Working in the gig-economy has been associated with economic vulnerabilities. However, there are also moral and affective vulnerabilities as workers find their worth measured everyday by their performance of—and at—work and in every interaction and movement. This essay by Noopur Raval and Rajendra Jadhav is the fourth among a series of writings by researchers associated with the 'Mapping Digital Labour in India' project at the CIS, supported by the Azim Premji University, that were published on the Platypus blog of the Committee on the Anthropology of Science, Technology, and Computing (CASTAC).
Located in RAW
Blog Entry Not a Goodbye; More a ‘Come Again’: Thoughts on being Research Director at a moment of transition
by Nishant Shah published Jun 15, 2014 — filed under: , , ,
As I slowly make the news of my transition from being the Research Director at the Centre for Internet and Society, Bangalore, to taking up a professorship at the Leuphana University, Lueneburg, Germany, there is a question that I am often asked: “Are you going to start a new research centre?” And the answer, for the most part, is “No.”
Located in RAW
Blog Entry Not Just Fancy Television
by Nishant Shah published Dec 08, 2012 last modified Apr 24, 2015 11:45 AM — filed under: , , ,
Nishant Shah reviews Ben Hammersley's book "64 Things You Need to Know for Then: How to Face the Digital Future Without Fear ", published by Hodder & Stoughton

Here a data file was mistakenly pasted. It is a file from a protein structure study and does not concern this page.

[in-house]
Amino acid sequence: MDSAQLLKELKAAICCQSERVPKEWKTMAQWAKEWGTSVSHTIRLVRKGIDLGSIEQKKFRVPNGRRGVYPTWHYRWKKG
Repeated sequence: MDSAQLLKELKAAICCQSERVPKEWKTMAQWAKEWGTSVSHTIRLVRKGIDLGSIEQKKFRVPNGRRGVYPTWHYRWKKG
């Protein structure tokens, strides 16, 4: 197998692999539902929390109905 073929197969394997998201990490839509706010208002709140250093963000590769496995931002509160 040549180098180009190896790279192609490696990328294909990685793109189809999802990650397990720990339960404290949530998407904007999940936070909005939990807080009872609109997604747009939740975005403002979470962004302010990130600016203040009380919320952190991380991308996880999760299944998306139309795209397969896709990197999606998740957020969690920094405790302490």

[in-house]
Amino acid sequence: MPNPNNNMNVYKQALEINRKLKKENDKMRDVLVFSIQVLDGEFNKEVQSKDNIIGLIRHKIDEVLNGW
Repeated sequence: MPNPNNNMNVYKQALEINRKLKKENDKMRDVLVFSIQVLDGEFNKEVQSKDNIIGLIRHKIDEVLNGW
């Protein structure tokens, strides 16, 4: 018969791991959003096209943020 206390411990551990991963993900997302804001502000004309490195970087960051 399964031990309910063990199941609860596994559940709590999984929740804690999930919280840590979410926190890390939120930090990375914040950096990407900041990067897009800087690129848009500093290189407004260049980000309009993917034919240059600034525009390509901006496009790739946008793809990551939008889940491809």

Located in Digital Natives / Blog
November 2012 Bulletin
by Prasad Krishna published Nov 30, 2012 last modified Jan 06, 2013 01:59 PM — filed under: , , , , ,
Welcome to the newsletter of November 2012 from the Centre for Internet & Society (CIS). The present issue features an analysis of Section 66A of the IT Act by Pranesh Prakash, comments on the draft Science, Technology and Innovation Policy, an introduction to 12 mobile devices that we are researching as part of the Pervasive Technologies project, submissions of civil society in relation to the revision of International Telecommunication Regulations that are to take place at the ITU's World Conference on International Telecommunications in Dubai, updates from the Wikipedia community on Indic languages, and news and media coverage.
Located in About Us / Newsletters
November 2017 Newsletter
by Prasad Krishna published Nov 30, 2017 last modified Jan 10, 2018 01:57 AM — filed under: , , , ,
November 2017 Newsletter
Located in About Us / Newsletters
November 2018 Newsletter
by Prasad Krishna published Nov 30, 2018 last modified Dec 19, 2018 02:41 AM — filed under: , , ,
Our newsletter for the month of November.
Located in About Us / Newsletters
October 2012 Bulletin
by Prasad Krishna published Oct 31, 2012 last modified Nov 08, 2012 11:42 AM — filed under: , , , , ,
Welcome to the newsletter of October 2012 from the Centre for Internet & Society (CIS). The present issue features an analysis by Ujwala Uppaluri of the Delhi High Court’s judgment in Super Cassettes v. MySpace, announcement of public call for comments for reports on “Banking and Accessibility in India” and “Making TV Accessible in India”, and updates on Indic languages.
Located in About Us / Newsletters
October 2013 Bulletin
by Prasad Krishna published Oct 31, 2013 last modified Jan 04, 2014 04:31 AM — filed under: , , , , , ,
Our newsletter for the month of October 2013 can be accessed below.
Located in About Us / Newsletters